One of the biggest factors in the success of managers of outsourcing programs is their ability to scale up their businesses, Mr. White said, noting that among the 20 largest firms on P&I's ranking of firms by discretionary assets managed "most are treating OCIO as a key area of growth for their companies."
In fact, similarly to the traditional universe of asset managers, outsourced assets were concentrated within the tier of the largest managers, analysis of P&I survey data showed.
For example, the 25 largest managers of worldwide institutional discretionary outsourced assets managed 89% of the $1.7 trillion of assets while the 25 biggest managers of worldwide institutional outsourced assets held 90% of the $2.09 trillion of assets in that pool.
Large managers of discretionary OCIO assets said one of their biggest sources of new business in the past year and expected to be going forward is from corporations contemplating the fate of their defined benefit plans.
Two years ago, managers blamed pension risk transfers in part for the 1.1% decline in outsourced assets under management with full/partial discretion in the year ended March 31, 2016, found in P&I's survey (P&I, June 13, 2016).
Now managers of OCIO programs — including Aon Hewitt Investment Consulting, Cambridge Associates, Goldman Sachs Asset Russell Investments Russell Investments and Willis Towers Watson PLC — said they've hit the sweet spot in terms of advising defined benefit plan sponsors about managing pension risk and subsequently managing all or part of restructured defined benefit Mercernt, Mercer, Russell Investments and Willis Towers Watson PLC — said they've hit the sweet spot in terms of advising defined benefit plan sponsors about managing pension risk and subsequently managing all or part of restructured defined benefit plan portfolios.
OCIO managers reported high demand from corporations in the U.K., Europe and increasingly in the U.S. for advice and subsequent OCIO services for pension fund terminations through pension-risk transfers to insurers or the creation of low-risk liability-driven investment portfolios, known as hibernation plans.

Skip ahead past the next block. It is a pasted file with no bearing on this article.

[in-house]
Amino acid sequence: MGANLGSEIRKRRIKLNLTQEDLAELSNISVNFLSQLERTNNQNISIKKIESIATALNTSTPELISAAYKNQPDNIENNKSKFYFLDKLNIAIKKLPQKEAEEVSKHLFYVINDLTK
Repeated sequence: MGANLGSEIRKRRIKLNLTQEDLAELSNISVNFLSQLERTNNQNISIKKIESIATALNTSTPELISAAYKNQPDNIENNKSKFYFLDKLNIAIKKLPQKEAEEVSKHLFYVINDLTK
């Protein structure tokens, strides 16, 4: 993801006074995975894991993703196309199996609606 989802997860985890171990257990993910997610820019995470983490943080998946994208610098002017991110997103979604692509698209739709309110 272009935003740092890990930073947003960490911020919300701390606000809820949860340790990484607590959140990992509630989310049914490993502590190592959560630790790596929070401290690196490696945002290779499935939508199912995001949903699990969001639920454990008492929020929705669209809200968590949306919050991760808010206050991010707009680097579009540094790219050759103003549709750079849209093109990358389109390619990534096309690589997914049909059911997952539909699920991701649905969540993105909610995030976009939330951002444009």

"All defined benefit plan sponsors have to go down this path eventually," said Bryan Weeks, head of Seattle-based Russell Investments' Americas institutional business. About 50% of Russell's corporate clients worldwide now are working with the firm to figure out the best course of action — pension risk transfer or hibernation — for their pension plans, Mr. Weeks said.
Corporations increasingly are turning to outsourcing managers to manage the entire process "in a holistic way," said Margaret Chen, managing director and head of CA Capital Management, the OCIO investment management unit of Cambridge Associates, Boston.
"Creating hibernation plans from traditional defined benefit plans can involve large amounts of money," Ms. Chen said, stressing the process of pension derisking is complicated and requires expertise at all levels, including plan design, investment manager selection, portfolio construction, reporting and governance.
Depending on their choice, many corporations turn to outsourced management of hibernation plans as well as the diversifying growth portfolios many create to generate returns to help maintain or improve plan funded status and protect the plan from rising interest rates, said Gregory D. Calnon, managing director and head of OCIO at Goldman Sachs Asset Management.
About 80% of corporations that elect to take the pension risk transfer route don't convert 100% of the defined benefit plan assets to annuities and maintain a growth portfolio that many turn over to investment managers, Mr. Calnon said.
GSAM began working with clients on pension risk transfers "focusing on the liability side of pensions" in 2014 and has consulted on the process with approximately about 150 defined benefit plans with over $60 billion of liabilities over the past three years, Mr. Calnon said.
The firm manages LDI-oriented hibernation plans and their companion growth portfolios as well as the growth portfolios for companies that opted to transfer the risk of most of their defined benefit plans.